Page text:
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Do you think modern performances sound like the originals?

July 28, 2022, 2:12 PM · Wasn't sure what category to put this in. Do you think modern performances by professional orchestras sound pretty much like the performances of the original composers' time - Bach, Beethoven, Mozart, etc. who I assume were using the best musicians of their time?

Replies (40)

Edited: July 28, 2022, 2:17 PM · Not at all. Maybe in Wagner or Mahler's time, but mostly the instruments were often different, the orchestras were usually much smaller, the conventions and performance style was likely very different, and people didn't play as well. I'm sure everyone wasn't playing completely out of tune, but I'm willing to bet that the widespread adoption of recording caused people's standards to go way up in terms of the intonation purity the were aiming for.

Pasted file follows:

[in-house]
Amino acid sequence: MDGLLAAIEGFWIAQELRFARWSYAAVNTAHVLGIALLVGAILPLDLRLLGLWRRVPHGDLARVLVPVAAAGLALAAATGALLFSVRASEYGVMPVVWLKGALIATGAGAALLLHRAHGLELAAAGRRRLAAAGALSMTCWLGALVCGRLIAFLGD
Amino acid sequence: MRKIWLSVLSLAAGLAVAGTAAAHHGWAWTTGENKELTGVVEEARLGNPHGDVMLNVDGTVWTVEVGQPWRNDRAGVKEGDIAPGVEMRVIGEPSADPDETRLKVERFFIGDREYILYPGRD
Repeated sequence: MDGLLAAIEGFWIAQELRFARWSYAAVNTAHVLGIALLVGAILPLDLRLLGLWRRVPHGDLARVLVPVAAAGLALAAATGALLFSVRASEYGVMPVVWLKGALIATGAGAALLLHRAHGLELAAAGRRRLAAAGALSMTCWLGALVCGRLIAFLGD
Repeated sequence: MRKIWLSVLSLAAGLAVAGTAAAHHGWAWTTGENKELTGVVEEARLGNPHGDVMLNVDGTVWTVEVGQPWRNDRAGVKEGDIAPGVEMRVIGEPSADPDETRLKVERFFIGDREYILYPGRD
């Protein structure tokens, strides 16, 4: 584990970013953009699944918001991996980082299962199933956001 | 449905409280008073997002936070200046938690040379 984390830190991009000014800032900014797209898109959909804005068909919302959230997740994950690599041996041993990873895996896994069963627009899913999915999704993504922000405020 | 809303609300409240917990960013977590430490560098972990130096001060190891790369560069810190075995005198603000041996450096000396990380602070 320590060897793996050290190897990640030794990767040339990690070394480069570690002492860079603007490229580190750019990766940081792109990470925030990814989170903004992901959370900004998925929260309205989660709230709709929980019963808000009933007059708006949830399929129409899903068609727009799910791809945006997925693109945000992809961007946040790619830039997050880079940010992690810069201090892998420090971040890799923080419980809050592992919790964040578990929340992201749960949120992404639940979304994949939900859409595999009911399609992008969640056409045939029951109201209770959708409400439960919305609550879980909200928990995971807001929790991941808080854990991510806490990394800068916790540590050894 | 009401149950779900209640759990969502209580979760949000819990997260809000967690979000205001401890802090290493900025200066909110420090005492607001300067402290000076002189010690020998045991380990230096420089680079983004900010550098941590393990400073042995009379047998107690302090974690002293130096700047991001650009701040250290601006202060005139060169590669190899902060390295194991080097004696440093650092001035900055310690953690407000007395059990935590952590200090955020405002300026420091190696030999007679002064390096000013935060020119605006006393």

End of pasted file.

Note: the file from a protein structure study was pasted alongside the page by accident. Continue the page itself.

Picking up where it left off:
July 28, 2022, 2:31 PM · Christian: I agree. One wonders what the composers would say if they could look down from Heaven and hear a modern performance. Do you think that it might cause them to write a little differently?
July 28, 2022, 3:04 PM · Would love to hear Bach playing a modern concert grand and to see his reaction to it.
July 28, 2022, 5:57 PM · I think the greats would mostly adore today's instrumentation with it's incredible power and range. Composers of that time had strong improvisational proclivities and probably were more open minded than we credit them today.

I also agree with Christian the recording technology likely raised the bar.